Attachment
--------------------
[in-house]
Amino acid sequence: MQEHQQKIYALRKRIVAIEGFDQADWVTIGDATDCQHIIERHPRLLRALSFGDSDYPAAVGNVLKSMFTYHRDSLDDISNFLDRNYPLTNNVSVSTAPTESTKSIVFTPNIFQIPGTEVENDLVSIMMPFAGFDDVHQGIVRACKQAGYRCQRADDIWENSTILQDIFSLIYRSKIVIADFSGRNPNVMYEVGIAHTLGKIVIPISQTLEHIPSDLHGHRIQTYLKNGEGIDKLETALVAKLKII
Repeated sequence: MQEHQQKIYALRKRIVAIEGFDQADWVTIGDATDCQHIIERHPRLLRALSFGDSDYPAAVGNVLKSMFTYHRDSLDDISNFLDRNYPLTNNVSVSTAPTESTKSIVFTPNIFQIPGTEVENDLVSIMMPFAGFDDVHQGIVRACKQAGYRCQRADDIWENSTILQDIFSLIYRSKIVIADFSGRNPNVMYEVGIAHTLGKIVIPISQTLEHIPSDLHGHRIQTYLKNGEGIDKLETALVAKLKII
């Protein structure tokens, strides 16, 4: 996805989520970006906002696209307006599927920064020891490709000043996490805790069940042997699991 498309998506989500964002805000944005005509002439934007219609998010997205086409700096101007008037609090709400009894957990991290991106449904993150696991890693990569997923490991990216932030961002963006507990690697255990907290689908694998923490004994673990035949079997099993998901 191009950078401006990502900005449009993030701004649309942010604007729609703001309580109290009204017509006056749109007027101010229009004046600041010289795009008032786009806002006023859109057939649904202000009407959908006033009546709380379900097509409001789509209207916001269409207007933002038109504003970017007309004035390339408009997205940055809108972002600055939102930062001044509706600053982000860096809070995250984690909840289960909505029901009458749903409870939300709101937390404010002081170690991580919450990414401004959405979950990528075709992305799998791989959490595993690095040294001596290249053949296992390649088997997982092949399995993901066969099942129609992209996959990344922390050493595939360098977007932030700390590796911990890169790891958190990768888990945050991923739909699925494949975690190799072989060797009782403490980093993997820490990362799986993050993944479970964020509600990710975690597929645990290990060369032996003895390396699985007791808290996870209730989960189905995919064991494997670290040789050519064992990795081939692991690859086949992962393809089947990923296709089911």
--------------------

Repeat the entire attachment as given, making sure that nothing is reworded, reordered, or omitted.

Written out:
[in-house]
Amino acid sequence: MQEHQQKIYALRKRIVAIEGFDQADWVTIGDATDCQHIIERHPRLLRALSFGDSDYPAAVGNVLKSMFTYHRDSLDDISNFLDRNYPLTNNVSVSTAPTESTKSIVFTPNIFQIPGTEVENDLVSIMMPFAGFDDVHQGIVRACKQAGYRCQRADDIWENSTILQDIFSLIYRSKIVIADFSGRNPNVMYEVGIAHTLGKIVIPISQTLEHIPSDLHGHRIQTYLKNGEGIDKLETALVAKLKII
Repeated sequence: MQEHQQKIYALRKRIVAIEGFDQADWVTIGDATDCQHIIERHPRLLRALSFGDSDYPAAVGNVLKSMFTYHRDSLDDISNFLDRNYPLTNNVSVSTAPTESTKSIVFTPNIFQIPGTEVENDLVSIMMPFAGFDDVHQGIVRACKQAGYRCQRADDIWENSTILQDIFSLIYRSKIVIADFSGRNPNVMYEVGIAHTLGKIVIPISQTLEHIPSDLHGHRIQTYLKNGEGIDKLETALVAKLKII
């Protein structure tokens, strides 16, 4: 996805989520970006906002696209307006599927920064020891490709000043996490805790069940042997699991 498309998506989500964002805000944005005509002439934007219609998010997205086409700096101007008037609090709400009894957990991290991106449904993150696991890693990569997923490991990216932030961002963006507990690697255990907290689908694998923490004994673990035949079997099993998901 191009950078401006990502900005449009993030701004649309942010604007729609703001309580109290009204017509006056749109007027101010229009004046600041010289795009008032786009806002006023859109057939649904202000009407959908006033009546709380379900097509409001789509209207916001269409207007933002038109504003970017007309004035390339408009997205940055809108972002600055939102930062001044509706600053982000860096809070995250984690909840289960909505029901009458749903409870939300709101937390404010002081170690991580919450990414401004959405979950990528075709992305799998791989959490595993690095040294001596290249053949296992390649088997997982092949399995993901066969099942129609992209996959990344922390050493595939360098977007932030700390590796911990890169790891958190990768888990945050991923739909699925494949975690190799072989060797009782403490980093993997820490990362799986993050993944479970964020509600990710975690597929645990290990060369032996003895390396699985007791808290996870209730989960189905995919064991494997670290040789050519064992990795081939692991690859086949992962393809089947990923296709089911």